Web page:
Michael Jordan Awarded $8.9M In Civil Trial Over Use Of His Name

Published On August 22, 2015 | By john | Latest posts, News, Pro Sports, sports news, The Barbershop, Uncategorized

BY:  John “Hennry” Harris

Michael Jordan won six NBA titles with the Chicago Bulls in six NBA Finals appearances cementing his legacy as a winner.  Jordan returned to Chicago, the city where he brought those six championships, and was once again victorious.  This time Jordan was victorious in federal court, instead of on the basketball court.

Michael Jordan has been enthralled in a civil trial against the now-defunct Dominick’s Finer Foods, which was owned by grocery chain Safeway, in which Jordan sued the food company for invoking his name in a steak ad without his permission.

The trial focused on the market value of Michael Jordan’s identity.  The legal win subsequently has set the market value for one-time use of Jordan’s name close to $10 million.jordandrive

Dominick’s Finer Foods was ordered to pay Jordan $8.9 million and Jordan was very happy about successfully protecting the use of name more than the money awarded.

Dominick’s attorney, Steven Mandell, attempted to convince the jury that Jordan’s name was overvalued and he should be awarded no more than $126,900.

Michael Jordan has been one of the most marketed athletes in history and evidence showed that he made an amazing $480 million from NIKE alone between 2000 to 2012.

“I’m so used to playing on a different court,” a visibly delighted Jordan told reporters outside the courthouse. “This shows I will protect my name to the fullest. … It’s my name and I worked hard for it … and I’m not just going to let someone take it.”  

Jordan said that the case “was never about money” and to reiterate that fact, he is actually giving the money awarded in the lawsuit to charities in Chicago.


The lawsuit stems from an unauthorized ad produced in a 2009 Sports Illustrated congratulating Michael Jordan on his Hall of Fame induction.  The ad said, “Congratulations, Michael Jordan (23) You Are A Cut Above” Under the ad, was an attached $2-off coupon featuring the photo of a sizzling steak.  The jurors deliberated for six hours before returning with the $8.9 million figure.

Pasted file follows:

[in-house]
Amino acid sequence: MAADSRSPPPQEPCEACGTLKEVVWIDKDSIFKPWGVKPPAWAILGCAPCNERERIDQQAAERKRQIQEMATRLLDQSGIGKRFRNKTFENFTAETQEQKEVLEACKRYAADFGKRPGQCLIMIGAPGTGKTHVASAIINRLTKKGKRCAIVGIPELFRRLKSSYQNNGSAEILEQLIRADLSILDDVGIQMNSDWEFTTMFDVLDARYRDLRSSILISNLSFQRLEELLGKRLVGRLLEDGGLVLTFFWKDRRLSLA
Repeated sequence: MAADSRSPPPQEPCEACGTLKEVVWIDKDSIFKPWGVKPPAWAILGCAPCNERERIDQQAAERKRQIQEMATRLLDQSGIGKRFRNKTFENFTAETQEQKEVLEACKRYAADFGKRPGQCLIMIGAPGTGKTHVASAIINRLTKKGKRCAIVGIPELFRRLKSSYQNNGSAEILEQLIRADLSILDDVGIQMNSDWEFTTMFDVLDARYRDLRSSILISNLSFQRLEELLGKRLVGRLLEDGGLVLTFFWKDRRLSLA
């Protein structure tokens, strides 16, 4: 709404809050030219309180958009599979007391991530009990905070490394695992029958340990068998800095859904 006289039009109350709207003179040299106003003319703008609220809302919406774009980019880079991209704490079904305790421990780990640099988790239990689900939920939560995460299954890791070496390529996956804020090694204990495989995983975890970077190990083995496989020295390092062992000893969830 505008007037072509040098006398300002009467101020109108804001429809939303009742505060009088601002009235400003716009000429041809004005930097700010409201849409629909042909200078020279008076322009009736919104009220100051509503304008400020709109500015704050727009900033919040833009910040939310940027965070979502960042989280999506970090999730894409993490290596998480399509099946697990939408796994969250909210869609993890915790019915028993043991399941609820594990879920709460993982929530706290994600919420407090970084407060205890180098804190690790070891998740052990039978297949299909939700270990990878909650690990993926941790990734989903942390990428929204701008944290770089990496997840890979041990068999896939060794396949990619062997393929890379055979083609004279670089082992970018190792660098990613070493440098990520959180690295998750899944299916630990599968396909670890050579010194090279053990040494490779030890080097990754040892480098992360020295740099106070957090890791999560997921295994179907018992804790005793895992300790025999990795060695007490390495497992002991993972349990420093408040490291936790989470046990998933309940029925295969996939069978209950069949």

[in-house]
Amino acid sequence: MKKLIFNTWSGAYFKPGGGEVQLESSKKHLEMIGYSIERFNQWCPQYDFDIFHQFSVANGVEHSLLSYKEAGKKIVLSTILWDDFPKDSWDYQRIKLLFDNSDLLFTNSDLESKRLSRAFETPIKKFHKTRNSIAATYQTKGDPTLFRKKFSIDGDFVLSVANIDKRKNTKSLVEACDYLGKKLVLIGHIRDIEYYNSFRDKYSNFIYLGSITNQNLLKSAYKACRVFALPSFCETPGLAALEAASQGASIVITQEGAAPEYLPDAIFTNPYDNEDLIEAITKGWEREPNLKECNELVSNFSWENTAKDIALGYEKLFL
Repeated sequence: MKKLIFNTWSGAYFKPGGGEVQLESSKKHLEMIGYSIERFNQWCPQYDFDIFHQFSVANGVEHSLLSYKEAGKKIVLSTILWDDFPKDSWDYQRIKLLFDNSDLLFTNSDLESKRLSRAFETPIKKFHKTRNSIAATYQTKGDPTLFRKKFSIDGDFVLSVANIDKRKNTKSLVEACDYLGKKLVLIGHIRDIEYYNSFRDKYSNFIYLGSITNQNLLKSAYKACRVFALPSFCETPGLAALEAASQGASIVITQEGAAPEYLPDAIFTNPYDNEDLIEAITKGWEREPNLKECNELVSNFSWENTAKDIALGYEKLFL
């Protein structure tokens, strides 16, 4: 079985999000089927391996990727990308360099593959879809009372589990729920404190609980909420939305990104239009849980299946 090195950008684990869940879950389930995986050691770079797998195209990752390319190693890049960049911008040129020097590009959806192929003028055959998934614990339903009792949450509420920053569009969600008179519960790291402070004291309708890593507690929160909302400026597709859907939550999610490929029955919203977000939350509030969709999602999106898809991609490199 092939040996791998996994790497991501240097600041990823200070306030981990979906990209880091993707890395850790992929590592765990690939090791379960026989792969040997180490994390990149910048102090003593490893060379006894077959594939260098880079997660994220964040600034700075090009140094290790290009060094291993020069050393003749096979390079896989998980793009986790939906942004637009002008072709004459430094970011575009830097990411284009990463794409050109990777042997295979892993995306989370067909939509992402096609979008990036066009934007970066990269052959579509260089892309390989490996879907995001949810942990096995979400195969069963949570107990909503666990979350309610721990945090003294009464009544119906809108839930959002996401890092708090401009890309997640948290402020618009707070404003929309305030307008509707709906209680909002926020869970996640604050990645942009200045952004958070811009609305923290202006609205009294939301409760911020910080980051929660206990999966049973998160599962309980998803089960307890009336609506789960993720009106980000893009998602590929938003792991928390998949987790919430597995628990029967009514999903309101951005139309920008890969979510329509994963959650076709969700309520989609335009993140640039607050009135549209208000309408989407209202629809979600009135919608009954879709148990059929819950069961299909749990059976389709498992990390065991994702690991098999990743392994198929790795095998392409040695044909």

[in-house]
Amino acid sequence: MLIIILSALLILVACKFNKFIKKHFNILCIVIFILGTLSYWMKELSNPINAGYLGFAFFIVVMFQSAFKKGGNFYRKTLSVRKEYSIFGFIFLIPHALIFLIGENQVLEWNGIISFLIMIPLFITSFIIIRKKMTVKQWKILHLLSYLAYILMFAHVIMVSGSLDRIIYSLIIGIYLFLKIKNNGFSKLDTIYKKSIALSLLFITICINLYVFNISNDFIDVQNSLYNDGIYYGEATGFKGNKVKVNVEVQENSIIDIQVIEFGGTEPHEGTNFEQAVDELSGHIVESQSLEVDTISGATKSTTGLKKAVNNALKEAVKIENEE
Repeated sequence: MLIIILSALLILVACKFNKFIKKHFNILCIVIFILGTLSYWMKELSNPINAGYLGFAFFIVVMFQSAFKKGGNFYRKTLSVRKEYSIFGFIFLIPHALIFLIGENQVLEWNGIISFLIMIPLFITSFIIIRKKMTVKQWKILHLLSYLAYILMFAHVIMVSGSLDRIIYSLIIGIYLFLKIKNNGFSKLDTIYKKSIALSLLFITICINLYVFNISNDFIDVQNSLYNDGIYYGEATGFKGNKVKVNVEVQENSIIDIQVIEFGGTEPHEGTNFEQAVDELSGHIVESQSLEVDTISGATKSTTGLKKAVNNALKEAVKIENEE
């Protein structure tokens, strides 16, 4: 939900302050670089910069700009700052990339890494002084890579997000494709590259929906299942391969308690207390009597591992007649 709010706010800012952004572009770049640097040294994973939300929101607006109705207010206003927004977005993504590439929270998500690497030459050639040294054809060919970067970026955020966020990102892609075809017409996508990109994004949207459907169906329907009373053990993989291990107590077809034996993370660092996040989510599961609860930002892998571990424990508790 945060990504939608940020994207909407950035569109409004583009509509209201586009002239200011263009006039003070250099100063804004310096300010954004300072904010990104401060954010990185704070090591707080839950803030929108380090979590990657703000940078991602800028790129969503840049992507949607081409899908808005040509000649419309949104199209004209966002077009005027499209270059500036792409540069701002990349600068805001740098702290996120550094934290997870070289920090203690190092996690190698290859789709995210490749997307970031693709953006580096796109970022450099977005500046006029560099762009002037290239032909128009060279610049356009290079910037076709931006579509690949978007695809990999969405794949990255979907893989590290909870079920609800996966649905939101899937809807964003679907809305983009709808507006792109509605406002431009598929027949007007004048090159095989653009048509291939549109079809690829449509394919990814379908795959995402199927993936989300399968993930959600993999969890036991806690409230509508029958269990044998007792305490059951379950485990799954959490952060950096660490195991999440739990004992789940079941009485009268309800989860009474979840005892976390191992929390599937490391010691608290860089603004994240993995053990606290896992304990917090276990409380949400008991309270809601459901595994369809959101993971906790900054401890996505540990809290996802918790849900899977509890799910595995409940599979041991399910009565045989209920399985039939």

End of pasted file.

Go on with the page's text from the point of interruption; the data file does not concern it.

Jordan’s fame loomed throughout the trial, with one would-be juror being struck from the pool because he described Jordan as his idol to Jordan’s lawyer, Frederick Sperling, appealing to city pride to get jurors to emotionally side with basketball icon.

“He gave us six championships,” he told jurors, Jordan sitting nearby.

Jordan, who was one of the NBA’s biggest trash talkers when he played in the league, was asked if he had ever tried one of the steaks Dominick’s advertised.jordandunk

According USA TODAY, Jordan laughed and plugged his own steakhouse just a few blocks away.

“You can go get a steak over there,” he said.


source: http://www.usatoday.com/story/sports/nba/2015/08/21/michael-jordan-dominicks-lawsuit-image-without-permission/32160971/



  • About The Author

    Follow John on Twitter @JohnHennry904 John "Hennry" Harris is a Sr. Editor at reason4rhymes.com and BOSS - brothersonsports.com



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